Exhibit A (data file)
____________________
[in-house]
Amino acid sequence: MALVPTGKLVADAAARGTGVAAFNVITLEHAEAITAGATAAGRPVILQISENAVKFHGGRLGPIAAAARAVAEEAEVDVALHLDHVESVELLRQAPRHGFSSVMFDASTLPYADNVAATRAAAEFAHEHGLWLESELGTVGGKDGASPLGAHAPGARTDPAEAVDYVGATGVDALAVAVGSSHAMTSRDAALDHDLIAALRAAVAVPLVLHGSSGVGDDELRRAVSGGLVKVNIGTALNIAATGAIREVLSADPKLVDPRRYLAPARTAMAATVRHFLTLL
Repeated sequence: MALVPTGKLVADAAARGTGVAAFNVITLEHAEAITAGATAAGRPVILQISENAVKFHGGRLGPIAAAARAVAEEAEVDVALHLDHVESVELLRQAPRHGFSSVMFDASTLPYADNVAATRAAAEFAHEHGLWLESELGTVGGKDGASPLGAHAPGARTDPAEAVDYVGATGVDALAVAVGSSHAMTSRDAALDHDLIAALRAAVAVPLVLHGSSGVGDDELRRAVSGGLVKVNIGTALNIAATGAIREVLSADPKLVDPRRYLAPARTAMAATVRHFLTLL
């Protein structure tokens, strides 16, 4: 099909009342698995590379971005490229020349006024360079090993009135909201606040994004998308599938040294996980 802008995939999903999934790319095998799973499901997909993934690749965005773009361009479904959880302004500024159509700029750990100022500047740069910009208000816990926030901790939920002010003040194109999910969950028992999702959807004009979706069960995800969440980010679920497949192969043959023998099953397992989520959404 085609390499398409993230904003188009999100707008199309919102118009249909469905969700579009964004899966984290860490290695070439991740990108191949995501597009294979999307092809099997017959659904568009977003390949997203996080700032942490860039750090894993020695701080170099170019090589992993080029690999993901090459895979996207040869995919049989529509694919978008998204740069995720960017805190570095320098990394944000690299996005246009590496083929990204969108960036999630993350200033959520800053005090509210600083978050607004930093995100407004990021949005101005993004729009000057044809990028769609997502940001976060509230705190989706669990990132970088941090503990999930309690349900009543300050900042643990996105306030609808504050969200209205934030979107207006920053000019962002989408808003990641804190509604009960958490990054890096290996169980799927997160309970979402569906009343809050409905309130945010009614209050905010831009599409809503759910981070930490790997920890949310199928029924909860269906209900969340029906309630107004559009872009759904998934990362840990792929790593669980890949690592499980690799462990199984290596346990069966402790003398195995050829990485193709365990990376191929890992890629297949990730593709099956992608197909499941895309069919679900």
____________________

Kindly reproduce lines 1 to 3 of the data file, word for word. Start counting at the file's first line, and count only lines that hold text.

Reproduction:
[in-house]
Amino acid sequence: MALVPTGKLVADAAARGTGVAAFNVITLEHAEAITAGATAAGRPVILQISENAVKFHGGRLGPIAAAARAVAEEAEVDVALHLDHVESVELLRQAPRHGFSSVMFDASTLPYADNVAATRAAAEFAHEHGLWLESELGTVGGKDGASPLGAHAPGARTDPAEAVDYVGATGVDALAVAVGSSHAMTSRDAALDHDLIAALRAAVAVPLVLHGSSGVGDDELRRAVSGGLVKVNIGTALNIAATGAIREVLSADPKLVDPRRYLAPARTAMAATVRHFLTLL
Repeated sequence: MALVPTGKLVADAAARGTGVAAFNVITLEHAEAITAGATAAGRPVILQISENAVKFHGGRLGPIAAAARAVAEEAEVDVALHLDHVESVELLRQAPRHGFSSVMFDASTLPYADNVAATRAAAEFAHEHGLWLESELGTVGGKDGASPLGAHAPGARTDPAEAVDYVGATGVDALAVAVGSSHAMTSRDAALDHDLIAALRAAVAVPLVLHGSSGVGDDELRRAVSGGLVKVNIGTALNIAATGAIREVLSADPKLVDPRRYLAPARTAMAATVRHFLTLL